ASSESSING THE POTENTIAL FOR CARBON SEQUESTRATION IN DEPLETED HEAVY OIL RESERVOIRS USING ACOUSTIC LOGGING

Mumuni Amadu, Adango Miadonye

Abstract


As global warming due to anthropogenic greenhouse gases, notably carbon dioxide threatens to take a catastrophic dimension, geological storage of carbon dioxide has been widely accepted as a technically and economically viable remediation strategy. Consequently, targeted geological repositories are saline aquifers, salt caverns, deep unmineable coal seams and depleted oil and gas reservoirs. For storage in depleted oil reservoirs, the stratigraphic trapping capability of overlying low permeability shale is the principal motivating factor for long term containment of anthropogenic gas in oil reservoir until its dissolution and final immobilization by mineral carbonation reactions. Consequently, where the development of the oil reservoir by thermal recovery can lead to thermal pressurization of the cap rock layer, the ability of such a depleted reservoir to contain anthropogenic carbon dioxide must be thoroughly investigated to assess its competency as a proposed geological repository. In this study, seismic theory coupled with that of heat transfer has been used to derive interval velocity for a heavy oil reservoir under thermal recovery. The resulting equation has been validated using published works from literature sources.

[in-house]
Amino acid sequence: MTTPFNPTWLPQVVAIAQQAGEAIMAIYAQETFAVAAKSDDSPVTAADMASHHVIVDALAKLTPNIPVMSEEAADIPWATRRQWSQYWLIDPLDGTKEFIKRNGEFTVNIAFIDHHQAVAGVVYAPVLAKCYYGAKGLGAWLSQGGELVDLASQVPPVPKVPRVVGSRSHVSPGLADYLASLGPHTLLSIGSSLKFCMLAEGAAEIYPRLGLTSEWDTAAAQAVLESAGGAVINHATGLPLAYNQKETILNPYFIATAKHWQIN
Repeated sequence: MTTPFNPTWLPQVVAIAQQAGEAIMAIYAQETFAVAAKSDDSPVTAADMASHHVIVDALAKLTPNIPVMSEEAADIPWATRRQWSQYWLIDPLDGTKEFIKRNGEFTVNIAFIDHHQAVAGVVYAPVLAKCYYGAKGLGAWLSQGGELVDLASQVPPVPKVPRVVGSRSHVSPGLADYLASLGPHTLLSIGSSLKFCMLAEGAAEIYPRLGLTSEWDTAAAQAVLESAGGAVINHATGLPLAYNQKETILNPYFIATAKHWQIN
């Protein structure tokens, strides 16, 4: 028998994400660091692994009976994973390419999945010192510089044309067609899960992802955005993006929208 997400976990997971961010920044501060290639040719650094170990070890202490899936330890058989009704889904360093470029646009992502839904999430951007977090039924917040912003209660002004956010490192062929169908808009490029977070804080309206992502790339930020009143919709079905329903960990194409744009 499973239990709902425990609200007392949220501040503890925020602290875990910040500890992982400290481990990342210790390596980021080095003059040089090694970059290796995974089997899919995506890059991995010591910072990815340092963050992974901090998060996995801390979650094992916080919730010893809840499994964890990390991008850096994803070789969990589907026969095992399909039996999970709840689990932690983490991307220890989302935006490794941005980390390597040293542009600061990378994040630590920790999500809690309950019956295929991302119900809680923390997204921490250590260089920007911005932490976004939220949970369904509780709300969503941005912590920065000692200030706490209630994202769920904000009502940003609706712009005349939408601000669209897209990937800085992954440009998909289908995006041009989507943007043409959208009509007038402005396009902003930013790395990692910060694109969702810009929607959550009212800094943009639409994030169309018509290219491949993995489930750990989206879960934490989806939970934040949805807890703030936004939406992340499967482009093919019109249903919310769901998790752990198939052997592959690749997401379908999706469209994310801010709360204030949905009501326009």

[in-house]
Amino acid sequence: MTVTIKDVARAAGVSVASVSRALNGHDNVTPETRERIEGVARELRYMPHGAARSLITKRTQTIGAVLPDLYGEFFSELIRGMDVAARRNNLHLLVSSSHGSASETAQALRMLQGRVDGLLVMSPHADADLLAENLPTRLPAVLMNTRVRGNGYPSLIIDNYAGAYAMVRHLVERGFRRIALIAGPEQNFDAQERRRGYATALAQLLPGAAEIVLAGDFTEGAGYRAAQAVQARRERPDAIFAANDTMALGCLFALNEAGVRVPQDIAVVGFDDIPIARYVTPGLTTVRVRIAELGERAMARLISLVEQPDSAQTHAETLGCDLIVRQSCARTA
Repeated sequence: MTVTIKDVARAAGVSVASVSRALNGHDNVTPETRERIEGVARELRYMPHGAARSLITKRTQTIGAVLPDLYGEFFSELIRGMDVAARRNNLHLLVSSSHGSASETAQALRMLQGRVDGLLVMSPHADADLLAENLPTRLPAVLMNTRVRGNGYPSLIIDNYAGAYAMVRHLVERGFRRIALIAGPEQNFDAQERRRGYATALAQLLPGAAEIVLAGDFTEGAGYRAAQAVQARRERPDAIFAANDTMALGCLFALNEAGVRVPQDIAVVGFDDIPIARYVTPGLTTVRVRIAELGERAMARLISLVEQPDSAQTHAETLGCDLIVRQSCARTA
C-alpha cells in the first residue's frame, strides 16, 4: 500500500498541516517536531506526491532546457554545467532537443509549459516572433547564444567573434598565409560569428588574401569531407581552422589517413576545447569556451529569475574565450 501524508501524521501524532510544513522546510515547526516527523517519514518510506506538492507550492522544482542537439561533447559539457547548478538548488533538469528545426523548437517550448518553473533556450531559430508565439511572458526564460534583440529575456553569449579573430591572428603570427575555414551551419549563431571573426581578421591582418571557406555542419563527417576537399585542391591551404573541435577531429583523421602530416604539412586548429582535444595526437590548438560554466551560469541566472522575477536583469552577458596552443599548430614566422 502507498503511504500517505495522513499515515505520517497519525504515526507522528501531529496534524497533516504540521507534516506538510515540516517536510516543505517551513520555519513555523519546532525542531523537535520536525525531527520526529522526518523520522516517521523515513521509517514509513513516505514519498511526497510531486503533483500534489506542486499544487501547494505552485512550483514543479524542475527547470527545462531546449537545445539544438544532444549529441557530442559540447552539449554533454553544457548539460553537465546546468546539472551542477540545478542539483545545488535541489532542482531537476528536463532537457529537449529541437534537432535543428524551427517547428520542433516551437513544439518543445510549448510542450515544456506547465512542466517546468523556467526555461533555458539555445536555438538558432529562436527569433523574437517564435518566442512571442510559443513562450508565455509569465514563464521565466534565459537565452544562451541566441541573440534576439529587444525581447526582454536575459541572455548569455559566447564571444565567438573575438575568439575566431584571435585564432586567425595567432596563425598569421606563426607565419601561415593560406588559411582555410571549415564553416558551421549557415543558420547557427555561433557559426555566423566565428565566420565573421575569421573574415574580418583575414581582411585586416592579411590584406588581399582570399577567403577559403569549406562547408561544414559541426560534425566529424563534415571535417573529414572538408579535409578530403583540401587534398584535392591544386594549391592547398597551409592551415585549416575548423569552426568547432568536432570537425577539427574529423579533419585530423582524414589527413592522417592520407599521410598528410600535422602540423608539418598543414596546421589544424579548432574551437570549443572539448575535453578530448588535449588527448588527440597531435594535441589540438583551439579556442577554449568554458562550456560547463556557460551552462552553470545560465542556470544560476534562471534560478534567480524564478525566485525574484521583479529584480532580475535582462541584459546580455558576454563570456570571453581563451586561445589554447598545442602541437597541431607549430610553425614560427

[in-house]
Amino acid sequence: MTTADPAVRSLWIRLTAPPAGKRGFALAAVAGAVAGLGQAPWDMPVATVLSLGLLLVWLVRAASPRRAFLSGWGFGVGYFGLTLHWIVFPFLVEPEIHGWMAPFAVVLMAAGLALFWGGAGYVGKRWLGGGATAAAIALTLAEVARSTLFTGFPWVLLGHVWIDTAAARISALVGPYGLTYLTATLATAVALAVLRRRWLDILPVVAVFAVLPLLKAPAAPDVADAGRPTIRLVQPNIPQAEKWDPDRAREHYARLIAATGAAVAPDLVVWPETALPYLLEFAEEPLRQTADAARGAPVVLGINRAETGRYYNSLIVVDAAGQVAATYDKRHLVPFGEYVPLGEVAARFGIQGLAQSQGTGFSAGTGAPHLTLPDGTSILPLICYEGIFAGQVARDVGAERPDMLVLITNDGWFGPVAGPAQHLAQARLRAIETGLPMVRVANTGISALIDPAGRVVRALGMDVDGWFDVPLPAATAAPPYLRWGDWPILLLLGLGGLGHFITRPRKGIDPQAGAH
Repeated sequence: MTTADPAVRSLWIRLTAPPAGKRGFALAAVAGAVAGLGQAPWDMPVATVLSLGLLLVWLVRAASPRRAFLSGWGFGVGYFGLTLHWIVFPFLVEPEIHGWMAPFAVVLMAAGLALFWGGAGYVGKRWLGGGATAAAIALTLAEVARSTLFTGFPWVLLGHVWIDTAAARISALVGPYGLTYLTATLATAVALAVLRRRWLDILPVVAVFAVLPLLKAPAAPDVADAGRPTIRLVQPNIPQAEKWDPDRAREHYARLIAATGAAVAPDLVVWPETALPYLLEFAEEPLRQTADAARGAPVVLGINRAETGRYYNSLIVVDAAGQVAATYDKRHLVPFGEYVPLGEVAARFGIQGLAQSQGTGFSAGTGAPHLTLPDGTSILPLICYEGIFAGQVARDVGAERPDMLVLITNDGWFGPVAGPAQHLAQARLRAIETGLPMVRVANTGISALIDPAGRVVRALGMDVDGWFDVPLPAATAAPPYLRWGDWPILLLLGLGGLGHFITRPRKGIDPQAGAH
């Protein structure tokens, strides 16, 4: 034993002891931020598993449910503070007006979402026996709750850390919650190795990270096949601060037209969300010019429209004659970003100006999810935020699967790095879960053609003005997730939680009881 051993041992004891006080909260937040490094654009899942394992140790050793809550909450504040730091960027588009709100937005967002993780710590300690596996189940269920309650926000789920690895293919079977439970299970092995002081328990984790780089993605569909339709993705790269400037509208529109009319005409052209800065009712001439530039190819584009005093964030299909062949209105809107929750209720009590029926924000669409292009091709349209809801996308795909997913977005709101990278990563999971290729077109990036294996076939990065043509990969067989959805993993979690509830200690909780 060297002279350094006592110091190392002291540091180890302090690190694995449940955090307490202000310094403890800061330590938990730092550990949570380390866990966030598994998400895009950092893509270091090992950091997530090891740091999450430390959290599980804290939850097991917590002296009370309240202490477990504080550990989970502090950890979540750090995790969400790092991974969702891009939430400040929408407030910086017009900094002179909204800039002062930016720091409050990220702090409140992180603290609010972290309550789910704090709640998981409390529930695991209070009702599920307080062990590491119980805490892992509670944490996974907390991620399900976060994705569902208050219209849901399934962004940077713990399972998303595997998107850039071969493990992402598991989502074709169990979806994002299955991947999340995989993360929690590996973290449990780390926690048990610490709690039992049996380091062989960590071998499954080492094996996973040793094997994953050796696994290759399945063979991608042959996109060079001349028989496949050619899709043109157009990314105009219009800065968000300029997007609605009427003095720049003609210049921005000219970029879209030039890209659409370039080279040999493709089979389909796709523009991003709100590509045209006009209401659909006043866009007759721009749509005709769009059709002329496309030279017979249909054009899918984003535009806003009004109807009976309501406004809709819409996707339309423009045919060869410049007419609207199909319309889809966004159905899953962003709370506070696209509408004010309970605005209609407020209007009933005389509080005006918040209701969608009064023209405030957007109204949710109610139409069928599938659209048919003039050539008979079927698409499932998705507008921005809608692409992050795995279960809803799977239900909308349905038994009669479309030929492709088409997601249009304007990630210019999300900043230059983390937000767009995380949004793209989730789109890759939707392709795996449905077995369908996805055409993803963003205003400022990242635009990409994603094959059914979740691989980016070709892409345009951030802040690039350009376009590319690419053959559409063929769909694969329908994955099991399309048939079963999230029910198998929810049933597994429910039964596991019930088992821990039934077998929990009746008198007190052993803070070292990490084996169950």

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DOI: http://dx.doi.org/10.17628/ecb.2014.3.1047-1054

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